| New York Times
May 6, 1931
Yugoslavian Rulers in Savant's Murder
the Slaying of Sufflay, Noted Croatian Leader, Was Inspired by Government.
Links King to Terrorism.
Increase In Cruelty Seen.
League for Rights of Man is Urged to Take Action
Against "Horrible Brutality" of Belgrade Regime.
Special cable to The New York Times.
Berlin, May 5. Accusing the Yugoslav Government of the murder of a Croatian
Professor Milan Sufflay, who was struck down in the streets of Agram [Zagreb]
on Feb 18, Professor Albert Einstein and the novelist Heinrich Mann, brother
of Thomas Mann, have sent a joint letter to the international headquarters
of the League for the Rights of Man in Paris urging a protest against
the "horrible brutality which is being practiced upon the Croatian people."
The letter also was signed by the German headquarters of the league. The
Paris headquarters, upon receipt of the communication, immediately undertook
steps toward an effective protest in Belgrade.
"As the professor was walking home on the fatal day he was attacked from
behind with an iron rod, according to our information and felled." the
letter of protest reads "On the next day he died and he was buried on
the twenty-second beside other Croatians."
Noted for Scientific Works.
Professor Sufflay was noted for a long list of scientific books, the letter
"Yet Agram [-> Zagreb] newspapers were not allowed to report his activities
and the news of his death was suppressed." the protest reads on. Condolence
telegrams were not delivered. The time of the funeral was not allowed
to be made public and the raising of a mourning flag on the university
was forbidden. The authorities went so far as to expel those school children
who took part in the funeral and to remove wreaths which were bound with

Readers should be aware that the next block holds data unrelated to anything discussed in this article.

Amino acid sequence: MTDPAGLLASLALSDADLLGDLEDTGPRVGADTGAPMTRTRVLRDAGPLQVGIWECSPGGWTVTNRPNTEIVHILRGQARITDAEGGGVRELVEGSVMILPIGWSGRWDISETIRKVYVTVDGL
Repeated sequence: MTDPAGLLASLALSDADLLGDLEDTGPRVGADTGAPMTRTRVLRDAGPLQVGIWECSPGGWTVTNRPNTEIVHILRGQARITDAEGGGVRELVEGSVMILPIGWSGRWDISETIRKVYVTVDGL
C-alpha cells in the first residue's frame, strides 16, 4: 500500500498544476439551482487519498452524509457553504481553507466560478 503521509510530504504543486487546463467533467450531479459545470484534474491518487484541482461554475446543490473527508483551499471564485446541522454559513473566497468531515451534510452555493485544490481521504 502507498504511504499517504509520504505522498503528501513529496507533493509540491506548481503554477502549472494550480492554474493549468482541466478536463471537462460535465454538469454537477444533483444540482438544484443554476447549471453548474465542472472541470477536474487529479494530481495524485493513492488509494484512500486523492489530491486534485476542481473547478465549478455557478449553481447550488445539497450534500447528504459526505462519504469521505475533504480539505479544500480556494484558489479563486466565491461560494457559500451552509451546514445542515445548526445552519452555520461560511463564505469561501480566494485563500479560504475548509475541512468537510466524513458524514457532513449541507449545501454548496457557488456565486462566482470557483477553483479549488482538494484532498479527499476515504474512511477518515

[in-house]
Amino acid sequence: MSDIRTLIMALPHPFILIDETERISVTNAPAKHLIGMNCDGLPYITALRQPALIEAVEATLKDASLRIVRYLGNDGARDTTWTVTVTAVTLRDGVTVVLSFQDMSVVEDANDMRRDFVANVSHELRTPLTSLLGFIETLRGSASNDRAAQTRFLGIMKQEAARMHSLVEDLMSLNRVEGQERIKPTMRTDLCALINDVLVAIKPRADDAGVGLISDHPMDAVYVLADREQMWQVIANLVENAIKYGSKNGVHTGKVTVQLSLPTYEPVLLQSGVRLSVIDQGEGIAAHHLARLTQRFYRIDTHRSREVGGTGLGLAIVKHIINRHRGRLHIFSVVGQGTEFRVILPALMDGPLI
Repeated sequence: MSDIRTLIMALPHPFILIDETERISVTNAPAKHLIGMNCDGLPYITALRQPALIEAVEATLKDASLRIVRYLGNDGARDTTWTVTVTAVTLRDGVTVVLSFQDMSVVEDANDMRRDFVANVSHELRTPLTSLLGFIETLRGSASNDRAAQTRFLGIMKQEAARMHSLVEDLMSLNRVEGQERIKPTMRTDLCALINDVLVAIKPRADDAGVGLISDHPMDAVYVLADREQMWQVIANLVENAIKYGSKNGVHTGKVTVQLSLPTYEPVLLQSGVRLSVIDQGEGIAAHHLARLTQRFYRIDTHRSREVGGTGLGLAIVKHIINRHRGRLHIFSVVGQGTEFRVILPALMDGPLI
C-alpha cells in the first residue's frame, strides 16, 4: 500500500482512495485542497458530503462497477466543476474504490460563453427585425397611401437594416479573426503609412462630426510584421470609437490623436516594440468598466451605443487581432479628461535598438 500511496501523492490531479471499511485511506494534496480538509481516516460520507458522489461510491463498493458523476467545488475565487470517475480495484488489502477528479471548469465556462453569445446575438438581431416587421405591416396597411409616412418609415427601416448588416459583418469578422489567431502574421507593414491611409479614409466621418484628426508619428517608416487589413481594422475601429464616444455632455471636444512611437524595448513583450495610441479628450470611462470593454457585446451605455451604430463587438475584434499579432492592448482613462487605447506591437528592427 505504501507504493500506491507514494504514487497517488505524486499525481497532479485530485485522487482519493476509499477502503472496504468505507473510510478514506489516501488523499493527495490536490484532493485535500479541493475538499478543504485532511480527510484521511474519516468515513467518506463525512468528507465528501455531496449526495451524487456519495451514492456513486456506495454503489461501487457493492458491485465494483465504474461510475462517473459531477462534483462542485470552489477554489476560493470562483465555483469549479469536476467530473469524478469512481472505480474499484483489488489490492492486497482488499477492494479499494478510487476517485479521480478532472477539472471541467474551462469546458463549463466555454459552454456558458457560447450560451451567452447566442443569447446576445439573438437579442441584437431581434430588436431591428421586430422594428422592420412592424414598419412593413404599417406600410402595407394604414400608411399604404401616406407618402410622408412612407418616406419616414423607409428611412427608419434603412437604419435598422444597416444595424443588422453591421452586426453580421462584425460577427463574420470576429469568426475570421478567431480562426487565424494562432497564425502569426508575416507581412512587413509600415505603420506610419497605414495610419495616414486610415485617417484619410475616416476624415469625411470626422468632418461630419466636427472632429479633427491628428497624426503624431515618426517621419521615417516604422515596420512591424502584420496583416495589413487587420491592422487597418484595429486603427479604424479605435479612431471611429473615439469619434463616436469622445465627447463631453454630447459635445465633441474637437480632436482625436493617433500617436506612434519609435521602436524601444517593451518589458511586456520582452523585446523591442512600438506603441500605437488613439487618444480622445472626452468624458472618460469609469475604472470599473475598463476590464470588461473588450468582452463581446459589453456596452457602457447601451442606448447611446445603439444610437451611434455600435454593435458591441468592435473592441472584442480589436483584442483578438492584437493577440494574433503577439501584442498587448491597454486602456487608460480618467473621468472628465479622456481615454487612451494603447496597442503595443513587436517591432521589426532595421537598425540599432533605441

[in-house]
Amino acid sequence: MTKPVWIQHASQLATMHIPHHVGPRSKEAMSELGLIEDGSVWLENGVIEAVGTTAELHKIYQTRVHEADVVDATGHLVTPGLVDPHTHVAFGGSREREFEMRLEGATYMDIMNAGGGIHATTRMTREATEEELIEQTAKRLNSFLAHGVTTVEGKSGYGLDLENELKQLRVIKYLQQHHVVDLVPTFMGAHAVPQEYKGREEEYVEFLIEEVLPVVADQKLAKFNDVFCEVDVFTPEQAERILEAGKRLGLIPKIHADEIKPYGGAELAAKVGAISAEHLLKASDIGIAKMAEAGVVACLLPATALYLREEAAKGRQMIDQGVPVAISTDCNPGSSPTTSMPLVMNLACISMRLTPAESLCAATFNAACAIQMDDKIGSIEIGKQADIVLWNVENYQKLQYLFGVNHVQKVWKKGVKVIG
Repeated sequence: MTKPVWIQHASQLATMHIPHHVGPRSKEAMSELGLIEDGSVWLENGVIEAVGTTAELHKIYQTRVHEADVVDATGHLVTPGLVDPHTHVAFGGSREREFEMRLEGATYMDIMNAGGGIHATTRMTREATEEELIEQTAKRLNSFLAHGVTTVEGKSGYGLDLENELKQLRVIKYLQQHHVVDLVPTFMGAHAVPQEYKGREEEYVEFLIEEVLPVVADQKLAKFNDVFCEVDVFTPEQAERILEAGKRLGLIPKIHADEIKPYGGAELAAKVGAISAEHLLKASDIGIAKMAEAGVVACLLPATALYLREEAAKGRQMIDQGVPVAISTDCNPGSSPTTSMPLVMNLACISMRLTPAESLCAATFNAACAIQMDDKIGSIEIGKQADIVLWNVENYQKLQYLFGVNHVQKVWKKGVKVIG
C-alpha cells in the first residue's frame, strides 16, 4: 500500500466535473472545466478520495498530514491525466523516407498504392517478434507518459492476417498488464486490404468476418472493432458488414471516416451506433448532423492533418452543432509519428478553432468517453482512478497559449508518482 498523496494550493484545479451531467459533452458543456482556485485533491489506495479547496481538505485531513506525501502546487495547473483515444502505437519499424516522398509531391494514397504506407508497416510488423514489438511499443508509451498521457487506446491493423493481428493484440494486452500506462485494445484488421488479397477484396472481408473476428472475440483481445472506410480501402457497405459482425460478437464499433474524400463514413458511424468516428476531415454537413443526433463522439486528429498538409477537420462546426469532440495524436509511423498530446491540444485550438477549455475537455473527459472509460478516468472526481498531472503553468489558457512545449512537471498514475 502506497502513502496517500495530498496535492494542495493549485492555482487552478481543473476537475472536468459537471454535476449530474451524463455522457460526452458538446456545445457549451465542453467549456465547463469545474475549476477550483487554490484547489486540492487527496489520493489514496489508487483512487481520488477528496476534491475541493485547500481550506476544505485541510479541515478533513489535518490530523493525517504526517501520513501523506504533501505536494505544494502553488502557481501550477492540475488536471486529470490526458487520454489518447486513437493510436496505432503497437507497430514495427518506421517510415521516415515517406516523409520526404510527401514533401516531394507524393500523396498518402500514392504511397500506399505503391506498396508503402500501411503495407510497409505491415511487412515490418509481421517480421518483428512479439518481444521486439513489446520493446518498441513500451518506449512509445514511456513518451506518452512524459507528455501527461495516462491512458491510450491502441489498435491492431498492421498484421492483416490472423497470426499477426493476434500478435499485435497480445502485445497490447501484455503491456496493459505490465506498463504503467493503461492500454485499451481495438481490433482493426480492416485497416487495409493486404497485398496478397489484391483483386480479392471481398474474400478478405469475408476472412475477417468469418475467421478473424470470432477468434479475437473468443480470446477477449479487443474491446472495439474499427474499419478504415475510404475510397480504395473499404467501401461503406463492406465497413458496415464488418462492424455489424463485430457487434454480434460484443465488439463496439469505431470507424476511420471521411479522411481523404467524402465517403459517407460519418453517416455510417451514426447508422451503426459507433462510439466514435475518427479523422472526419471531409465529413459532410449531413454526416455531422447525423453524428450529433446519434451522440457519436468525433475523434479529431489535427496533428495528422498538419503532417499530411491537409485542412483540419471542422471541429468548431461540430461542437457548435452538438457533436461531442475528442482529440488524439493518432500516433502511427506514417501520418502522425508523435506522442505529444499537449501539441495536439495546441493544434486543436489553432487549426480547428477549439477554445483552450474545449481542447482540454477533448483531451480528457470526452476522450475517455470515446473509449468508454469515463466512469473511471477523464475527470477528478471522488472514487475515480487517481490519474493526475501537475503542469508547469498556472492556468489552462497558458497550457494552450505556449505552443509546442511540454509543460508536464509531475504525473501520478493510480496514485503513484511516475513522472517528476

the Croatian national colors fom the grave.
"The name of the murderer was known. It was Nikola Jukitsch [-> in fact,
Branko Zwerger, see below]. His organization (Young
Yugoslavia) likewise is known. It was even known that arrangements for
the murder had been worked out on the night of the eleventh in the home
of the military commandant of the city, General Beli Markowitsch, at a
session in which members of the Young Yugoslavia organization, Brkitsch,
Godler, Marischetz and the murderer Jukitsch [-> in fact the real name
is Branko Zwerger] took part. Yet the Agram [->
Zagreb] police officially stated the next day that the name of the murderer
was not known.
Charges Threats to the Croats.
Turning to the events leading to the murder, Professor Einstein and the
other signers charged that when the King visited the Croatian capital in
January, numerous leading Croats received letters signed "For King and
Country." in which their lives and those of their families were threatened
if they uttered any protest while the King was there. Professor Sufflay
received one of the letters, it is charged.
"The name of this terrorist organization was Young Yugoslavia," the protest
continued. "The King, in an address to the organization, told how the
Croatian representatives to parliament had been put out of the way at
his request. An example of this was the shooting of a Croatian leader
[-> Stjepan Radic] on the floor of the house
on June 20, 1928."
Following the King's visit, the murder of political and intellectual
leaders of the Croatians was openly demanded in the government press,
says the letter.